USMC, OIF COMBAT VETERAN
“You’re a new daddy now!” These were the first words that 25-year old Marine veteran Zack’s daughter spoke to him after he began receiving counseling and other help for his post traumatic stress disorder through the PTSD Foundation of America. Although Zack proudly served as a U.S. Marine in Iraq, he returned home and struggled greatly with the horrors of war, creating discord in his family and causing his daughter to fear him.
“When I first got back, I was having pretty bad nightmares. That’s when the drug use started, and it got to the point I didn’t want to sleep anymore. I drank heavily and would start a fight with my wife to have an excuse to go out with my friends and get drunk. It got to the point that my daughter was so afraid of me, she couldn’t be left in the same room with me without it freaking her out.”
Zack says he didn’t want to see the faces of those he had lost in combat, which finally led him to the point of hitting rock bottom. “I found myself in a meth house. Two or three weeks were just an absolute blur to me. I had just watched one of my really good friends overdose.”
That’s when the PTSD Foundation intervened.
“The PTSD Foundation sent someone out, and they just got me. I started attending these weekly meetings and started receiving help.”
The sad reality is that there are thousands of veterans returning home from Iraq and Afghanistan who suffer from the unseen wounds of war. These wounds have led to increasing divorce rates, rising homelessness, and imploding numbers of suicides. The VA says one veteran is lost to suicide every hour of every day. The past three years, the number of suicides by active military and post 9/11 veterans has surpassed the number of military killed in action.
But the PTSD Foundation of America is creating profound change in the lives of veterans like Zack, who now says, “Everything happens for a reason, and I can use those struggles to help other veterans.”
From the meth house to an unquenchable drive to help the next veteran develop a “new normal,” this young Marine has completely turned his life around. But what if the PTSD Foundation of America had not been there in Zack’s darkest hour? How many sweet daughters would have nothing but a folded flag in place of their father?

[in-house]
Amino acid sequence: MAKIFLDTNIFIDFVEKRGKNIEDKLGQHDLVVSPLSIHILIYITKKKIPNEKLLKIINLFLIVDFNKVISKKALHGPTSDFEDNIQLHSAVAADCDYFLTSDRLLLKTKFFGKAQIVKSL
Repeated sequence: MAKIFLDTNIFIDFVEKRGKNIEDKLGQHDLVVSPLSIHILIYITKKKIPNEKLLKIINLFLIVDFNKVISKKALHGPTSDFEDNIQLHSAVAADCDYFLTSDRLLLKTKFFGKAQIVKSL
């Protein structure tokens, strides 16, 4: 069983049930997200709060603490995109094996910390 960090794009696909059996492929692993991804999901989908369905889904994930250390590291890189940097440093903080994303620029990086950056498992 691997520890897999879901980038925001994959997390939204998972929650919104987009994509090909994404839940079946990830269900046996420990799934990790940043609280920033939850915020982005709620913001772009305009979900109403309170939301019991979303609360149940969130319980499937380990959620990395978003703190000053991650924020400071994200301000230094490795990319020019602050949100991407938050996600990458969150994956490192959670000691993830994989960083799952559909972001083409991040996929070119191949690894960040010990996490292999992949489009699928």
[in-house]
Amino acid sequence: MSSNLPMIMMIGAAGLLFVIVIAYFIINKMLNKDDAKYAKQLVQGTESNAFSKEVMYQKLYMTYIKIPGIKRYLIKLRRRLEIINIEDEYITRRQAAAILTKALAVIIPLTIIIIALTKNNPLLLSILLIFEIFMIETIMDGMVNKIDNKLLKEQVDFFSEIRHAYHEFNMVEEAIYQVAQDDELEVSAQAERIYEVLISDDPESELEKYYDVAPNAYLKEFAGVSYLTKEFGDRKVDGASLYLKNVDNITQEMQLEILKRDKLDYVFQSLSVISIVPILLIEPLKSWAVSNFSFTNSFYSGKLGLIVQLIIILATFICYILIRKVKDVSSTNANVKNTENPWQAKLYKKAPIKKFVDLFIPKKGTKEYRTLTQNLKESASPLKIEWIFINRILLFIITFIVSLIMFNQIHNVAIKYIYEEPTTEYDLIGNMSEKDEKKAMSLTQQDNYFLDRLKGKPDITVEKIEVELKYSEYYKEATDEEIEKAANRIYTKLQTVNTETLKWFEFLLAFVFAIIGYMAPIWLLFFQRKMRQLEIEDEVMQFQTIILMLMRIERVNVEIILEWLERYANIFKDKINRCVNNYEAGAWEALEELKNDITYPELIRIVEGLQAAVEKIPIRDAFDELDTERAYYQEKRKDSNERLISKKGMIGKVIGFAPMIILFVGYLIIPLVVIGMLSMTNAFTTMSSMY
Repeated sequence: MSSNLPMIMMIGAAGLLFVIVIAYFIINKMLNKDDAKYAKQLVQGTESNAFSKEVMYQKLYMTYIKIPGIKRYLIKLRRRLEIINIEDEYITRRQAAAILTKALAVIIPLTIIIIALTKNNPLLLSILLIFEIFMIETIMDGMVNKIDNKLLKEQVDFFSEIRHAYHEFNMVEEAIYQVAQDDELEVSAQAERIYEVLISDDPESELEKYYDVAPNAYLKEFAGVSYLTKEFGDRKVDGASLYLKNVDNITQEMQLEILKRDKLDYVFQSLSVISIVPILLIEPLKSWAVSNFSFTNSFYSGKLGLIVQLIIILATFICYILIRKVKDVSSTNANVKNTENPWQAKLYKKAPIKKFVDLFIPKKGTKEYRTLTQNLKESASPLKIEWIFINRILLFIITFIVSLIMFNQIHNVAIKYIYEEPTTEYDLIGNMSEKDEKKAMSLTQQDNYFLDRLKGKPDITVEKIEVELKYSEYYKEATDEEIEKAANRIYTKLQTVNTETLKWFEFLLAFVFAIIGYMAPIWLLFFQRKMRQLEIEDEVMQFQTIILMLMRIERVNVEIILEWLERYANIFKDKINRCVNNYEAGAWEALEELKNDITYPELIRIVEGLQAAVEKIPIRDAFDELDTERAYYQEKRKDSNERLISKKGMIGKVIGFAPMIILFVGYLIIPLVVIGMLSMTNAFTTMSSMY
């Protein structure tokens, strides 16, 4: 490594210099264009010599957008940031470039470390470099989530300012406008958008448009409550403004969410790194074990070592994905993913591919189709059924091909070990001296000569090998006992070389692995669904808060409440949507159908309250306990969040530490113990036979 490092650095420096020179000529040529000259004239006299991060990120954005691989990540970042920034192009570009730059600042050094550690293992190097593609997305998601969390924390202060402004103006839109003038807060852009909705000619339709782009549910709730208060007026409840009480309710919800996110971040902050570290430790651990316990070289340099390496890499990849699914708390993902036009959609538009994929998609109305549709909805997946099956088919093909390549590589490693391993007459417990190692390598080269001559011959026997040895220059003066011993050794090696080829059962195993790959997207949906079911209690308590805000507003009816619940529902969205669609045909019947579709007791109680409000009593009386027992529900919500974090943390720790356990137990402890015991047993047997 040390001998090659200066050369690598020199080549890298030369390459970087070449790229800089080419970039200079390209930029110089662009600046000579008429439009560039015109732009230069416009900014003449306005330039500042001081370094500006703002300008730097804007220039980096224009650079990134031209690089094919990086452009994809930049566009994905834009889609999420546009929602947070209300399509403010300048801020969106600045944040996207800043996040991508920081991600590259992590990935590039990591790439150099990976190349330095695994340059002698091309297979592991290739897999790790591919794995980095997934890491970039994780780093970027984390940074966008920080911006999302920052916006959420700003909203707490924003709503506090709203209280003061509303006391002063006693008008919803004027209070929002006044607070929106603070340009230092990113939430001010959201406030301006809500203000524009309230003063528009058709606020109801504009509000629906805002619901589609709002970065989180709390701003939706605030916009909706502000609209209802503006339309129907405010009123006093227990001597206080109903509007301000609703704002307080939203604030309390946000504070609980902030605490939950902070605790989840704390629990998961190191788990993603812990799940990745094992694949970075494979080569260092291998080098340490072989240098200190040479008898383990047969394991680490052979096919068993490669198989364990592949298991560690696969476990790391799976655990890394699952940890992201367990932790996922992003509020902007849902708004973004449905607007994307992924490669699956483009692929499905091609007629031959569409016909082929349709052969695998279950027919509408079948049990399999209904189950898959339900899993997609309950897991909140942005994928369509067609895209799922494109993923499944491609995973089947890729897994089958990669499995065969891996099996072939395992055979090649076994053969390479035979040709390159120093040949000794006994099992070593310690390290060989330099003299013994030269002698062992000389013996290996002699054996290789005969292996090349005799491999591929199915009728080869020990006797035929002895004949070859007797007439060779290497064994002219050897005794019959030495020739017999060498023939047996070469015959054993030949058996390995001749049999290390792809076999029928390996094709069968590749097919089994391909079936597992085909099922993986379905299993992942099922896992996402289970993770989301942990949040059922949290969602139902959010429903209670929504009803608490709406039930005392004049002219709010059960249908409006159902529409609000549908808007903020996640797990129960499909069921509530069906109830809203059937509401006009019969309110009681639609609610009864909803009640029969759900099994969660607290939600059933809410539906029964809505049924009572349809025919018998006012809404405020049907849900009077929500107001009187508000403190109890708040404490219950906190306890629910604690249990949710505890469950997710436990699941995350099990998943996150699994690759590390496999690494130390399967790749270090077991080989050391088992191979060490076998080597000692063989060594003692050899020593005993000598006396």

It takes more than a bumper sticker to support our troops, our veterans, and their families. The PTSD Foundation of America is holding multiple weekly support groups in the Houston area for both veterans and their families while planning and organizing groups in other areas of the country as well. Through these groups, the Foundation has impacted hundreds of lives and seen families transformed.
Camp Hope, the Foundation’s interim housing outreach to veterans and families in crisis, enables families to get off of the streets and experience restoration. Soon, the Foundation will be breaking ground on a 4,400-square foot multi-purpose building that will provide space for daily physical exercise, additional meeting space, and weekly church services.
Additionally, the Foundation is now embedded with the active duty units at Fort Hood, the nation’s largest military base located in Killeen, Texas. The Foundation is helping the commanders alleviate the constant stress load they are under by being a positive presence with the soldiers as well as talking and mentoring to the soldiers and being an outside outlet they can open up to without fear of being labeled as a broken soldier. Two support groups also are being hosted, one on post and one just a few miles off post.